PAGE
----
Harvey Johnson, born on a farm in rural Kansas in 1895, worked as a farmer, ditch company board member, machinery salesman, and city official in the Fort Collins area for over forty-five years. He served on many water boards and was active in irrigation in Northern Colorado. He became a board member of the Water Supply and Storage Company in 1936/1937, and served for fifty-four years until 1989. This included a long stint as president of the WSSC from 1962 until he retired in 1989. He served on the Fort Collins City Council, and was elected mayor in 1962, serving from 1963 to 1967.

Like many members of the WSSC board and shareholders, Johnson willingly participated in agriculture-to-urban water transfer in the 1960s and did not view the situation as a stark divide between urban and rural. In the 1960s, Fort Collins’ failure to acquire large, additional sources of water before demands and droughts taxed its system brought the city’s water needs to a crisis point. Forced to institute water rationing during the summer, Fort Collins looked ahead to a grim future. A group of several lawyers, including Albert Fischer, attorney for the WSSC, came to Harvey Johnson and asked him to run for mayor so that he could try and fix the city’s water problem. Johnson explained part of the problem in this way: “As the city took in a piece of ground, then the farmer, the developer, he took and cashed in on the water, and the city had a limited amount of water, expanding the usage until they ran themselves real short. So there were six lawyers who said, ‘We’re going to put you in there. You’re going to have to straighten up the water thing.” Johnson agreed and won the 1962 election, not for any political acumen he possessed but solely for his skills in the arena of water acquisition, developed over his tenure with the WSSC. Johnson acted immediately, forming a water board and strategizing the best ways for the city to accumulate water rights. During his mayoral appointment from 1963-1967, he started purchasing Colorado-Big Thompson water and instituted regulations that required anyone developing or annexing land to give 2-acre feet off the former farm to the city. Later, this was changed to 3-acre feet. The plan figured on three and a half homes per acre. It guaranteed a plentiful supply of water for Fort Collins.

Johnson did not appear to see any irony in his role as a farmer championing the water rights of the city. In fact, he became the president of the WSSC in 1962 in the midst of his mayoral campaign. He did lament the demise of agricultural lands, but he helped Fort Collins acquire the water rights that would allow it to keep growing and usurping farms. Perhaps for Johnson, and many others, the line between agriculture and urban became blurred into “place” and “home.” Fort Collins was and had been his home for most of his life. He was loyal to the place, straddling the often fuzzy boundary between the farm and the city. When queried in the 1970s about urban areas acquiring water that used to go to farms, Johnson said:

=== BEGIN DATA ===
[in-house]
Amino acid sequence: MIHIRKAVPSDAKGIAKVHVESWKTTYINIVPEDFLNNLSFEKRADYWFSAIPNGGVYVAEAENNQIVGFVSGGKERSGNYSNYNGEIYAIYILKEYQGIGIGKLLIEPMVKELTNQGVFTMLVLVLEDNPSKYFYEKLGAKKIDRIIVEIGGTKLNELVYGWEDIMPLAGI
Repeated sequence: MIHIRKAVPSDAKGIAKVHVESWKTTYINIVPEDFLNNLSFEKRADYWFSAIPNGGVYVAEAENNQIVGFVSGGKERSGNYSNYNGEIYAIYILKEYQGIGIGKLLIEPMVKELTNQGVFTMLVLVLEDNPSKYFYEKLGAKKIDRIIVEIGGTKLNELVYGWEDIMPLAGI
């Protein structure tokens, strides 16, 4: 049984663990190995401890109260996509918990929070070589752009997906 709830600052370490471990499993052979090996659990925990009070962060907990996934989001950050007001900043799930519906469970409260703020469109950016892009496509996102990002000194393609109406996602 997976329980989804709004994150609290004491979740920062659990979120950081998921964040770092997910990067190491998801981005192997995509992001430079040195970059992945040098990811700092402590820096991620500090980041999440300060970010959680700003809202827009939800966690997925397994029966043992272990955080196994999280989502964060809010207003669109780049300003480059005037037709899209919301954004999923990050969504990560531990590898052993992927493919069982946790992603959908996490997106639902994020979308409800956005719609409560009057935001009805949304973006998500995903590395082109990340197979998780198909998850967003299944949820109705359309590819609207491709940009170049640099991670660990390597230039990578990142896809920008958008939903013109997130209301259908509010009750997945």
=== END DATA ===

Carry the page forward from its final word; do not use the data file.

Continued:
“The water should go to the city. Now we have do-gooders, and they just burn me up, saying ‘we’re going to build on this dry land, we’re going to build up here in the mountains, we’re going to save this good land.’ If they build up there, they are going to take the water, and they make dry land out of your farm down here. It’s so foolish. You might as well build on the good land if you’re going to take the water, cause you’re limited in the amount of water.” [1. Harvey Johnson interviewed by David McComb, December 20, 1973, Water Supply and Storage Company Collection, Water Resources Archive, Colorado State University, Box 1, Folder 7.]

This quote suggests a strong measure of pragmatism on Johnson’s part, a recognition that although he might wish things were different, he knew he could not halt the rapid urbanization along the Front Range. Johnson had also been committed to ideals of progress his entire life and may have equated Fort Collins’ growth with progress, albeit in a different form than he preferred.[2. James E. Hansen II, “The Water Supply and Storage Company: A Century of Colorado Reclamation,” undated, in Water Supply and Storage Company Collection, Water Resources Archive, Colorado State University; Harvey Johnson, interview by Don McMillen, Fort Collins, CO, September 6, 1974, Water Resources Archive, Colorado State University, Box 1, Folder 8; Nicolai Kryloff, “Guide to the Papers of Harvey Johnson,” 2011, Water Resources Archive, Colorado State University, http://lib.colostate.edu/archives/findingaids/water/whgj.html.]